Blindspot 2015: The Godfather Part II (1974)

godfather 2 poster

“There are many things my father taught me here in this room. He taught me: keep your friends close, but your enemies closer.”

Plot: The early life and career of Vito Corleone in 1920s New York is portrayed while his son, Michael, expands and tightens his grip on his crime syndicate stretching from Lake Tahoe, Nevada to pre-revolution 1958 Cuba.

Rating: 9.5/10

Godfather young vito

I rated this one exactly the same as I did the first one, although I have to confess that I liked the first one just a bit more. The second film is really really good, but it took just a few seconds longer to really start running. I thought it was brilliant to provide some insight into Vito Corleone’s past that had made him the man he was at the time of his death. Robert de Niro did a beautiful job as young Vito – he had that same quiet quality to him that Marlon Brando had displayed in part one. Al Pacino was again my main man Michael – he did a great job with such a fascinating character and was utterly convincing yet again. Even though there is no way that he is above board, I rooted for him all the way through. His wife, played by Diane Keaton, turned so reprehensible at the end and I was furious about all her baby-killing antics. Robert Duvall was again one of my favourite characters with his cool head and loyalty to the people that raised him.

The change between the story of Vito and the story of Michael was done really well. I thought both were of extreme significance because it also highlights the love Vito had for Michael and the dynamics that shaped both of them. It also highlights the similarities between father and son and that Michael would always firstly believe in protecting his family and being the head of the family.

The best thing about these two movies is that three hours rush by and you barely notice that it is happening. I thought the scenes were extremely well laid out and progressed beautifully into each other. The score is also really well done, and I even liked the horrendous yellow couches in Michael’s home.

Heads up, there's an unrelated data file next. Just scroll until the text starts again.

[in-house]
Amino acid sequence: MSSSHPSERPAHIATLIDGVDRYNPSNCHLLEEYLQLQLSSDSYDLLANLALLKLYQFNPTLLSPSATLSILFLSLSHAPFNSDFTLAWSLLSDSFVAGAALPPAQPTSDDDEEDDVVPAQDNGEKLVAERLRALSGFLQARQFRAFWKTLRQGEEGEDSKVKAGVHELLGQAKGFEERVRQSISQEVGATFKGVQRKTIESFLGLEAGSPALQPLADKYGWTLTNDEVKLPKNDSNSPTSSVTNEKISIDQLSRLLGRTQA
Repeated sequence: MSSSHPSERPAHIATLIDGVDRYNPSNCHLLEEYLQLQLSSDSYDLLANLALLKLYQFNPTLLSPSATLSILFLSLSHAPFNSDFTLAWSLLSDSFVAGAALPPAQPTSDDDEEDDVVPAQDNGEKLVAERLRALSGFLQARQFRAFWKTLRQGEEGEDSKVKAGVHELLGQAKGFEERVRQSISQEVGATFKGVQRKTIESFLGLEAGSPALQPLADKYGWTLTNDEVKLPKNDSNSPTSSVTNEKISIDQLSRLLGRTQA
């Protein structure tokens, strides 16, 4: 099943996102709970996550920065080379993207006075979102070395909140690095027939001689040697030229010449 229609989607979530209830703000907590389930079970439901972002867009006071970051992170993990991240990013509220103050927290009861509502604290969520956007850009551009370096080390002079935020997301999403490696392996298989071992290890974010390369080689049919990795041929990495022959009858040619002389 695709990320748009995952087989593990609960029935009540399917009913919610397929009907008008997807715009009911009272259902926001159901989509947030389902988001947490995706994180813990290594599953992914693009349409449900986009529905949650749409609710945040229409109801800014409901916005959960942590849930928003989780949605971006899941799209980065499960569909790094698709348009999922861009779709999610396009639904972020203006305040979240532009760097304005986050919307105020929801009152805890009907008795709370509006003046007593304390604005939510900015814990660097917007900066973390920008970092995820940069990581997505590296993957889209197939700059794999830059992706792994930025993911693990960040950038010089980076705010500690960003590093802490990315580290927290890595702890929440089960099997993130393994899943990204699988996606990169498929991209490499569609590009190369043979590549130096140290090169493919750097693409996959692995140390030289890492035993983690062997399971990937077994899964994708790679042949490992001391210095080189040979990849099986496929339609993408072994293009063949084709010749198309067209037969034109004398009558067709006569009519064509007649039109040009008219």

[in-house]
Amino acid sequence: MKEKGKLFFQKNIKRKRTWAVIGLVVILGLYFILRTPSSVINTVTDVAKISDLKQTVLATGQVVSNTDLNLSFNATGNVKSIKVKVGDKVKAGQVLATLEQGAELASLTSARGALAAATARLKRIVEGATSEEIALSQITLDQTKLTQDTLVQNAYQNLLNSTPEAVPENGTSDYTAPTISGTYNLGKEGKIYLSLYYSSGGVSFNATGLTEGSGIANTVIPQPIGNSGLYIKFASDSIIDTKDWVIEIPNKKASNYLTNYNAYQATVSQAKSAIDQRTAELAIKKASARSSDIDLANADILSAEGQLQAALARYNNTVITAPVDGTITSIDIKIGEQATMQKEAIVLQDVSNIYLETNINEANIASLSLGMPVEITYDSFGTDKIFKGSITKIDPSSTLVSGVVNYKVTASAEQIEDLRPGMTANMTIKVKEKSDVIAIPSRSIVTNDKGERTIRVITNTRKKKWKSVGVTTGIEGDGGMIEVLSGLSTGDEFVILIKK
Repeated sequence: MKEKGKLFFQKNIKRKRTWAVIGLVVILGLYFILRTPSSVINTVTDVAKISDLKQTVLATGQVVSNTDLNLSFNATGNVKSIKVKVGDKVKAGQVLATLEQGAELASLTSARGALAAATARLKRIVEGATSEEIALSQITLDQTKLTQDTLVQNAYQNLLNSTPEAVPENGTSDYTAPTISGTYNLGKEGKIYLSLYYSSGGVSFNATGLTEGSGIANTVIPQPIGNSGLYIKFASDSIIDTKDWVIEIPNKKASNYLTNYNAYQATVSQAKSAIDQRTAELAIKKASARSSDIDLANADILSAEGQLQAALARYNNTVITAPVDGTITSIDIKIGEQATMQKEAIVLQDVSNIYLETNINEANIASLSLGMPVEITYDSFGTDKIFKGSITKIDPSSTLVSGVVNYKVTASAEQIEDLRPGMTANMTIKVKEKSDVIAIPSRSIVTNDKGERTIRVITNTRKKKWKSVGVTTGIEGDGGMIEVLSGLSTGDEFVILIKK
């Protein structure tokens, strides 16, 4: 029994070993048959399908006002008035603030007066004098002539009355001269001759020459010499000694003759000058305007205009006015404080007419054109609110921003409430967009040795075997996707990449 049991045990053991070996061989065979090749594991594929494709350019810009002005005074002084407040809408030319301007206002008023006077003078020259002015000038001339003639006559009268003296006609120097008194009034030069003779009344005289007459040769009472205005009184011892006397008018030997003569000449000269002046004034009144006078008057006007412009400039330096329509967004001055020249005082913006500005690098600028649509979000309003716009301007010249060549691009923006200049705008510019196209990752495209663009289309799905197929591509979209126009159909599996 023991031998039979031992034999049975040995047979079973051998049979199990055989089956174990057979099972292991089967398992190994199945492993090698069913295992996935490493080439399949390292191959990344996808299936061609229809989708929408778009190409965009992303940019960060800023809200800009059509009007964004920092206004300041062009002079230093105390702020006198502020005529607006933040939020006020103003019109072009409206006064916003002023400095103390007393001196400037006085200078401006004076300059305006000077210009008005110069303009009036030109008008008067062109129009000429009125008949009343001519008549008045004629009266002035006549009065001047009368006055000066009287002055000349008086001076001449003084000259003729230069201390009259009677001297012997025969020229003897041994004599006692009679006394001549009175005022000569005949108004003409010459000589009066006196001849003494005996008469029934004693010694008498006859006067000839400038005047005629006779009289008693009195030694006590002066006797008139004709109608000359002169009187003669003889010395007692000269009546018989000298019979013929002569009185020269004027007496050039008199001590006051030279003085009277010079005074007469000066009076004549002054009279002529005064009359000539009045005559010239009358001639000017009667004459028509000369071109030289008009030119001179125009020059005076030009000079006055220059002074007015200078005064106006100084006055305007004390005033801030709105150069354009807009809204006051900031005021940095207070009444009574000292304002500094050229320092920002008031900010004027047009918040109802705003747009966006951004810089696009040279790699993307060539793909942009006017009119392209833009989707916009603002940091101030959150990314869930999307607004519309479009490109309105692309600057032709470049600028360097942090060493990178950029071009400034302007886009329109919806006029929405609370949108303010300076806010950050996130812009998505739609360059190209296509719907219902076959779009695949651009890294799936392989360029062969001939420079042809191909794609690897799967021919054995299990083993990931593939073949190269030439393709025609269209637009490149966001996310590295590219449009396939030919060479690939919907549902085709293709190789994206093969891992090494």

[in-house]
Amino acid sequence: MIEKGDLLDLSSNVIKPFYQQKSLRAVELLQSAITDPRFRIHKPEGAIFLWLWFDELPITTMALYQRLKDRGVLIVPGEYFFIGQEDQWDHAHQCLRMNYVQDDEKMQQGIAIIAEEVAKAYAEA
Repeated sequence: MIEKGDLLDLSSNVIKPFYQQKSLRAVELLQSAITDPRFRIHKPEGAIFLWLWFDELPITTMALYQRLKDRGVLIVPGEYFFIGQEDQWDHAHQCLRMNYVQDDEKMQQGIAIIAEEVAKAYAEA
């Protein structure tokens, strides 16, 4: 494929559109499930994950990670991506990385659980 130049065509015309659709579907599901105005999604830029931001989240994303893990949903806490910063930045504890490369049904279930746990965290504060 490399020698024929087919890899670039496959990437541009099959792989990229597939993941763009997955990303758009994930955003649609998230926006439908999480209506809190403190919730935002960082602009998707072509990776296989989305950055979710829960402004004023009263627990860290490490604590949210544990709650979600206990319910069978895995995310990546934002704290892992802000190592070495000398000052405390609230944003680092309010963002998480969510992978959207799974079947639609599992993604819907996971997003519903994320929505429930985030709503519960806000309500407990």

These two movies have definitely been the best of my Blindspot series so far 😀

Blindspot 2015: The Godfather (1972)

Godfather Brando 2

Plot: Vito Corleone is the aging don (head) of the Corleone Mafia Family. His youngest son Michael has returned from WWII just in time to see the wedding of Connie Corleone (Michael’s sister) to Carlo Rizzi. All of Michael’s family is involved with the Mafia, but Michael just wants to live a normal life. Drug dealer Virgil Sollozzo is looking for Mafia families to offer him protection in exchange for a profit of the drug money. He approaches Don Corleone about it, but, much against the advice of the Don’s lawyer Tom Hagen, the Don is morally against the use of drugs, and turns down the offer. This does not please Sollozzo, who has the Don shot down by some of his hit men. The Don barely survives, which leads his son Michael to begin a violent mob war against Sollozzo and tears the Corleone family apart.

Rating: 9.5/10

So I’m sitting here visiting Zoë and she’s got a gun to my head convinced me to finally get my ass around to watch The Godfather. I’ve been dreading this for so many reasons: it’s long and I don’t really have the time to get to such long movies and it sounded extremely serious and I don’t like bleak and dragging movies. I finally sat down with Zoë to see this and even though I was threatened with disembowelment reassured that it would be okay if I didn’t like it, I can report with relief that this Blindspot choice was an excellent decision and it is one of the best movies I have ever seen.